The year 2020 got a lot with it. From Coronavirus to earthquakes, from plane crashes to bushfires, we saw a lot. And as if Covid-19 wasn’t enough to test the people around the globe, there came the Beirut blast. It was on August 4th, 2020 that the Beirut, the capital of Lebenon, saw the darkest day in its history where a blast at the Beirut port changed the face of the city for not good. A large part of highly inflammable ammonium nitrate, stored at the portside warehouse blowed up killing 157 people, injuring over 6000 lives, displacing hundreds of thousands and damaging nation’s assets worth $5 billion (approximately). While the blast destroyed a lot for the people of Beirut, their anger reignited anti-government protests in the country which led to the resignation of the Prime Minister, leaving behind a lot of questions and mysteries about the blast.
Cause of Fire That Lead to The Blast
While we all know that the blast at Beirut was because of the deadly ammonium nitrate, what set it off isn’t very clear. While there are reports that a container of fireworks was burning, resulting in the uncontrollable fire reaching the highly-inflammable ammonium nitrate, leading to the blast. Now what still remains an unsolved mystery is the reason behind the fire in the container of fireworks.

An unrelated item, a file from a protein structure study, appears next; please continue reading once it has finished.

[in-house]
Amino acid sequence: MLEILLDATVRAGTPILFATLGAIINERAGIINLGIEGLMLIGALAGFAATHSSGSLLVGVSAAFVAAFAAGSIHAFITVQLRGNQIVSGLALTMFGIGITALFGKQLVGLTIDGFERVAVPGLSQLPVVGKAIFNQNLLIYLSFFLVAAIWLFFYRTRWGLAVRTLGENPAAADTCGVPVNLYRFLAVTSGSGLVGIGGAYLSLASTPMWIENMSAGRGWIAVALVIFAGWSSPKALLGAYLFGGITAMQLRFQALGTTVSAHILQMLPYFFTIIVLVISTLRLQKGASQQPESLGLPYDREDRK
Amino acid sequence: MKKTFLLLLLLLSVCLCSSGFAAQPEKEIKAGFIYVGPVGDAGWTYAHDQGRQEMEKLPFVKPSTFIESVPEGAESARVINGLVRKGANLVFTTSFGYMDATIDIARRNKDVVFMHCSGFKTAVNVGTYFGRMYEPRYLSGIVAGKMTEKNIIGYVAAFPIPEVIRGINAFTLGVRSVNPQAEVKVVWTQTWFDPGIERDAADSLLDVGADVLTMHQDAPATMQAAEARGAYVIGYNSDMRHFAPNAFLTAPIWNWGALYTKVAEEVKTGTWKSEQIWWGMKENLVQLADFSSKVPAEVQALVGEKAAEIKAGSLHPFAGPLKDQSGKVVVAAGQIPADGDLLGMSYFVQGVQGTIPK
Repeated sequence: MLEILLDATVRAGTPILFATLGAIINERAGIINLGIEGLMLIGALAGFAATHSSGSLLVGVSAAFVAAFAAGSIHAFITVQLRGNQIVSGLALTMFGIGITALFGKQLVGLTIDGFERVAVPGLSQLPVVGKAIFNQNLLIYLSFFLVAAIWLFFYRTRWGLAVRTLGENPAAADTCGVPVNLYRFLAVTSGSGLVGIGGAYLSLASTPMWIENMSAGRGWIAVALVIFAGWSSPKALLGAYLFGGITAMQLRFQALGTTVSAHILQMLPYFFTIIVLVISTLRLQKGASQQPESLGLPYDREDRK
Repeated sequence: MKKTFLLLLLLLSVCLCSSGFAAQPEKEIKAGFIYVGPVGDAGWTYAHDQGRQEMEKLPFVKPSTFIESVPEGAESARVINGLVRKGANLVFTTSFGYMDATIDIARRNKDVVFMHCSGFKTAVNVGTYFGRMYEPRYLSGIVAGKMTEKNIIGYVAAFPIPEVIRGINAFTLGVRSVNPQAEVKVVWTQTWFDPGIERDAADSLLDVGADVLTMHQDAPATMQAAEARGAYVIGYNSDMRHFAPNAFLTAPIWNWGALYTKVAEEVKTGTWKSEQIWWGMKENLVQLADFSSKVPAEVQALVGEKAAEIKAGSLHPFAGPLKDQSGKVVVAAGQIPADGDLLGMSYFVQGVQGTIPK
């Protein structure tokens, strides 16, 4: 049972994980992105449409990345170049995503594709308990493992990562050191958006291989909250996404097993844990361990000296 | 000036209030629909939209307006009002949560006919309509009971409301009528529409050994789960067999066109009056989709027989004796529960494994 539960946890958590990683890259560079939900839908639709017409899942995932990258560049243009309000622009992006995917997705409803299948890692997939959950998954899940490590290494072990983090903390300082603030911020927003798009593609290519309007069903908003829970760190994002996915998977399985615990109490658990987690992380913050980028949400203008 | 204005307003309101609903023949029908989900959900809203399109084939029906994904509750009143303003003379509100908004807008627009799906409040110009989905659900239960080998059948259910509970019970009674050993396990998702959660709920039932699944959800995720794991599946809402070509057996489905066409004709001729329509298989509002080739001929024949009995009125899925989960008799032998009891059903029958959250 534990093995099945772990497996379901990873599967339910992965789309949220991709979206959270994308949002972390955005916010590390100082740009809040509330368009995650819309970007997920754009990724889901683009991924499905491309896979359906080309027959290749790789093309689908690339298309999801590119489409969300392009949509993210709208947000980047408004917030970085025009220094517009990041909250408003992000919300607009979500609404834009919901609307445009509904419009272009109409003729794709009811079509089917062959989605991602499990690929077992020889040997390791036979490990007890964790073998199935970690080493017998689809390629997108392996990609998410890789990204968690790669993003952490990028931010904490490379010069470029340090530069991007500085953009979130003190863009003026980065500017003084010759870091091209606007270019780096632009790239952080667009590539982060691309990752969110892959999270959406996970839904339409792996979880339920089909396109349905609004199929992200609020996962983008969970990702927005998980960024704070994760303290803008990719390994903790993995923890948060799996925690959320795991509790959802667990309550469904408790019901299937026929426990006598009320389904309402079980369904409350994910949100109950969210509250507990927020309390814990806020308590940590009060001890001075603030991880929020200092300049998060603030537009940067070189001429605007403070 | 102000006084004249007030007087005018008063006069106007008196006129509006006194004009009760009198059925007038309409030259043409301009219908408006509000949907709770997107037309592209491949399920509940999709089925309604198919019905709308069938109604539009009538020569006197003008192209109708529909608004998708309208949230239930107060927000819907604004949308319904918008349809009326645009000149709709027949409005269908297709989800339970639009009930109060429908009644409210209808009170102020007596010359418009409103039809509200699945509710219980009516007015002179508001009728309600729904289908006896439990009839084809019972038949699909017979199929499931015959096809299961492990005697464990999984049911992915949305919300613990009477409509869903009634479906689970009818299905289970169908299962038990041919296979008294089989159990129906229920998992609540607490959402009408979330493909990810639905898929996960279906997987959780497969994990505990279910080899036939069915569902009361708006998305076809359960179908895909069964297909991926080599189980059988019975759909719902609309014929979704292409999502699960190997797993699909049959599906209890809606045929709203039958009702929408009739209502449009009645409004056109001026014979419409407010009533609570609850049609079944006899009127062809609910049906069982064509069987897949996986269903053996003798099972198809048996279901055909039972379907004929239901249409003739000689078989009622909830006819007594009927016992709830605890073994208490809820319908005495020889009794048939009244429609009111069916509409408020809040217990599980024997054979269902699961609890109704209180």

Did 100% Ammonium Nitrate Blast that Day?
While the documents of the customs and the port officials declares the presence of 2700 tons of ammonium nitrate on August 4th, 2020; there are experts who believe that wasn’t the case. If reports were to be believed, 2700 tons of ammonium nitrate would have had a much bigger, more impactful and deadly blast than the one that happened. So, what is the truth? Was there some less ammonium nitrate in the warehouse? And if yes, where was/ is the remaining? The questions, till date, remain unanswered.
Why Stored for So Long?
What originally entered Beirut’s port on a ship bound for Mozambique in 2013, 2075 tons of Ammonium nitrate carried by a vessel in 2015, was forced to dock in 2013 in Beirut due to technical problems. Its owners later abandoned it there. Local authorities then transferred the explosives to a warehouse in the port and were meant to dispose of them safely which, of course, never happened. What was the reason behind it? While a few suspect it to be an intentional move of the government to sell the expensive chemical and make money, others blame it on the corrupt officials. Whatever the truth might be, the fact that it changed a lot of the people of Beirut, goes without saying.
This blog has been written as a part of the #Blogchatteratoz challenge.